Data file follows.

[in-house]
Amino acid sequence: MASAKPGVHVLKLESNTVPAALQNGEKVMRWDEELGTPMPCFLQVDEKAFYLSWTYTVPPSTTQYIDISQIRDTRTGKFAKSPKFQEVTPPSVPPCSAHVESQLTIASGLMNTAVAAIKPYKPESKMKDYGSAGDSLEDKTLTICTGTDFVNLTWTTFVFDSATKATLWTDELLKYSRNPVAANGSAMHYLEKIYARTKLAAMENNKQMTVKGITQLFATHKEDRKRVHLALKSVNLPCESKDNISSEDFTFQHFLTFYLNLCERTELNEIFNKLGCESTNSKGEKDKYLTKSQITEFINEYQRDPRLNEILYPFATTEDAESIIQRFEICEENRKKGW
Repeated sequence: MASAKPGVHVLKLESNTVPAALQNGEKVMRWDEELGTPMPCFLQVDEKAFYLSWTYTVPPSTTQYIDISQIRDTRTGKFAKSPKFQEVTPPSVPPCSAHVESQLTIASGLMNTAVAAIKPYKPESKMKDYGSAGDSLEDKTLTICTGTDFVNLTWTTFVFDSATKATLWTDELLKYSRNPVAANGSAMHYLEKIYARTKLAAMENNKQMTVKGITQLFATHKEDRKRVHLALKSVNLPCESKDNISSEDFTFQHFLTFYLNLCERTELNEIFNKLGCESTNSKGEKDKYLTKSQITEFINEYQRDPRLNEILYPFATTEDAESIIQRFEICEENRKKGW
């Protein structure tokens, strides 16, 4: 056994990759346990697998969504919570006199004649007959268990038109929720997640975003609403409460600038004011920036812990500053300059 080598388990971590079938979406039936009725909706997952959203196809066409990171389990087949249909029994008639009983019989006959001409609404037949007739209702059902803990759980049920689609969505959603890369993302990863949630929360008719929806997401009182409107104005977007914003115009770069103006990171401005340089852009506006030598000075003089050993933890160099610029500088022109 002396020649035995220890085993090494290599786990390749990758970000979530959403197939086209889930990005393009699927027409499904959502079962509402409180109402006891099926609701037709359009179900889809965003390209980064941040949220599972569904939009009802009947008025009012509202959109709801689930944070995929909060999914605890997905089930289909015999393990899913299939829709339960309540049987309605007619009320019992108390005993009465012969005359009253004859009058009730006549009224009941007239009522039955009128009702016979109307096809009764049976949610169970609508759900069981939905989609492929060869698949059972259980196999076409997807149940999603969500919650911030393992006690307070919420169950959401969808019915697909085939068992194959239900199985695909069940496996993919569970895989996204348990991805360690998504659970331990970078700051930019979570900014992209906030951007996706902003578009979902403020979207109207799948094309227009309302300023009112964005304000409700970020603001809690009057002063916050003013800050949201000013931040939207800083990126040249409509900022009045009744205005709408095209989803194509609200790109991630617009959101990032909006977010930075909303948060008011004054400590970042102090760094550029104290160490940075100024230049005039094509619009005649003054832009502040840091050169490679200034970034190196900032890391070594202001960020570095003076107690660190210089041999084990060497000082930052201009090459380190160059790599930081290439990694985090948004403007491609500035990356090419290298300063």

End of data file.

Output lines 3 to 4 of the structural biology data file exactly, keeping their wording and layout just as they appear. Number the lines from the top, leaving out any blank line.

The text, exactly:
Repeated sequence: MASAKPGVHVLKLESNTVPAALQNGEKVMRWDEELGTPMPCFLQVDEKAFYLSWTYTVPPSTTQYIDISQIRDTRTGKFAKSPKFQEVTPPSVPPCSAHVESQLTIASGLMNTAVAAIKPYKPESKMKDYGSAGDSLEDKTLTICTGTDFVNLTWTTFVFDSATKATLWTDELLKYSRNPVAANGSAMHYLEKIYARTKLAAMENNKQMTVKGITQLFATHKEDRKRVHLALKSVNLPCESKDNISSEDFTFQHFLTFYLNLCERTELNEIFNKLGCESTNSKGEKDKYLTKSQITEFINEYQRDPRLNEILYPFATTEDAESIIQRFEICEENRKKGW
């Protein structure tokens, strides 16, 4: 056994990759346990697998969504919570006199004649007959268990038109929720997640975003609403409460600038004011920036812990500053300059 080598388990971590079938979406039936009725909706997952959203196809066409990171389990087949249909029994008639009983019989006959001409609404037949007739209702059902803990759980049920689609969505959603890369993302990863949630929360008719929806997401009182409107104005977007914003115009770069103006990171401005340089852009506006030598000075003089050993933890160099610029500088022109 002396020649035995220890085993090494290599786990390749990758970000979530959403197939086209889930990005393009699927027409499904959502079962509402409180109402006891099926609701037709359009179900889809965003390209980064941040949220599972569904939009009802009947008025009012509202959109709801689930944070995929909060999914605890997905089930289909015999393990899913299939829709339960309540049987309605007619009320019992108390005993009465012969005359009253004859009058009730006549009224009941007239009522039955009128009702016979109307096809009764049976949610169970609508759900069981939905989609492929060869698949059972259980196999076409997807149940999603969500919650911030393992006690307070919420169950959401969808019915697909085939068992194959239900199985695909069940496996993919569970895989996204348990991805360690998504659970331990970078700051930019979570900014992209906030951007996706902003578009979902403020979207109207799948094309227009309302300023009112964005304000409700970020603001809690009057002063916050003013800050949201000013931040939207800083990126040249409509900022009045009744205005709408095209989803194509609200790109991630617009959101990032909006977010930075909303948060008011004054400590970042102090760094550029104290160490940075100024230049005039094509619009005649003054832009502040840091050169490679200034970034190196900032890391070594202001960020570095003076107690660190210089041999084990060497000082930052201009090459380190160059790599930081290439990694985090948004403007491609500035990356090419290298300063």